GCHQ launches Cryptoy mobile app to teach cryptography

Pierluigi Paganini December 15, 2014

Cryptoy is the free educational app about cryptography designed by GCHQ for use by secondary school students and their teachers.

The British Intelligence agency GCHQ has launched “Cryptoy”, an Android mobile app that was designed to encourage youngsters to tackle emerging cyber security threats, the Agency made it available to download today.

The Cryptoy mobile app was developed by STEM (science, technology, engineering and maths) students on an industrial year placement at GCHQ and was introduced and announced by the GCHQ at the Cheltenham Science Festival.

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The app was Launched at the third anniversary of the UK Cyber Security Strategy to demonstrate the great interest of the Government in the cyber security.

The app is designed mainly to induce youngsters between the ages of 14 and 16 into trying their abilities in cryptography and code-breaking, according to GCHQ the mobile Cryptoy app will help its users to explore the fundamentals of encryption methods, teach the codes of the past, and will allow the creation of their own encrypted messages.

Cryptoy is a fun, free, educational app about cryptography, designed by GCHQ for use by secondary school students and their teachers.” states a blog post published by the Agency.”

The Cryptoy mobile app allows its users to share encoded messages, via social media or email, by using four different cypher schema :

  • Shift
  • Substitution
  • Vigenère
  • Enigma

The messages can be shared with friends that can use the mobile app to decoded them. The GCHQ has developed the mobile app to introduce young people to subjects like computer science, cryptography and maths.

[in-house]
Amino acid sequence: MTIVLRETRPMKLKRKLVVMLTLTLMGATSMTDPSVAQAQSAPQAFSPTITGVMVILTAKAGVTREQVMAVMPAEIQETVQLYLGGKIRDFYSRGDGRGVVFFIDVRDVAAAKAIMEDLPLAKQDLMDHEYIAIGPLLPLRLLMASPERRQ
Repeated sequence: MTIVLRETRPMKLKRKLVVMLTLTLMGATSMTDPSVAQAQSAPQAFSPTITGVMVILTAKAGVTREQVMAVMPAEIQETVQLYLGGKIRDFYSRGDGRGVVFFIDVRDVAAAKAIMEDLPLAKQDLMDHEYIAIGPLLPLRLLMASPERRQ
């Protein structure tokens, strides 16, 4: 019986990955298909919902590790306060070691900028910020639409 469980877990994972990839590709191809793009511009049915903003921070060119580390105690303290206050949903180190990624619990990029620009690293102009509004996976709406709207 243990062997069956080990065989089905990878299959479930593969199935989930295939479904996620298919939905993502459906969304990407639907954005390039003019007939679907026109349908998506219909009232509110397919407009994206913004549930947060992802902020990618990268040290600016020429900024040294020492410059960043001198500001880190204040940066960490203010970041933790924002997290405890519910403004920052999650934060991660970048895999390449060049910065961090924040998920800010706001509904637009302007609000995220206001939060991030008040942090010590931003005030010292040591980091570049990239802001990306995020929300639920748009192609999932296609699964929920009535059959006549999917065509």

“If we’re going to get the next generation of security experts, we need to be encouraging them to take up these subjects,” said a spokesperson from GCHQ at the conference. “Building maths and cyber skills in the younger generation is essential for maintaining the cyber security of the UK and growing a vibrant digital economy,” Robert Hannigan, Director GCHQ, said. “That is why I am keen for GCHQ to give something back through its work with school and universities.”

“In particular, the Cryptoy app is a colourful, interactive way for students and their teachers to explore the fascinating world of cryptography. The app was developed by GCHQ’s industrial placement students and trialled at a number of science fairs. I hope it will inspire further study of this key topic, which has played such an important part in our past and is an invaluable part of our future.”

Of course, many skeptics have thought that the app is a surveillance tool, but the GCHQ replied that the Cryptoy app only asks for very limited permissions and is not at all a spy tool.

The Cryptoy app is available for free download on Google Play store, the iOS version is announced for release in 2015.

Pierluigi Paganini

(Security Affairs –  GCHQ, Cryptoy mobile app)

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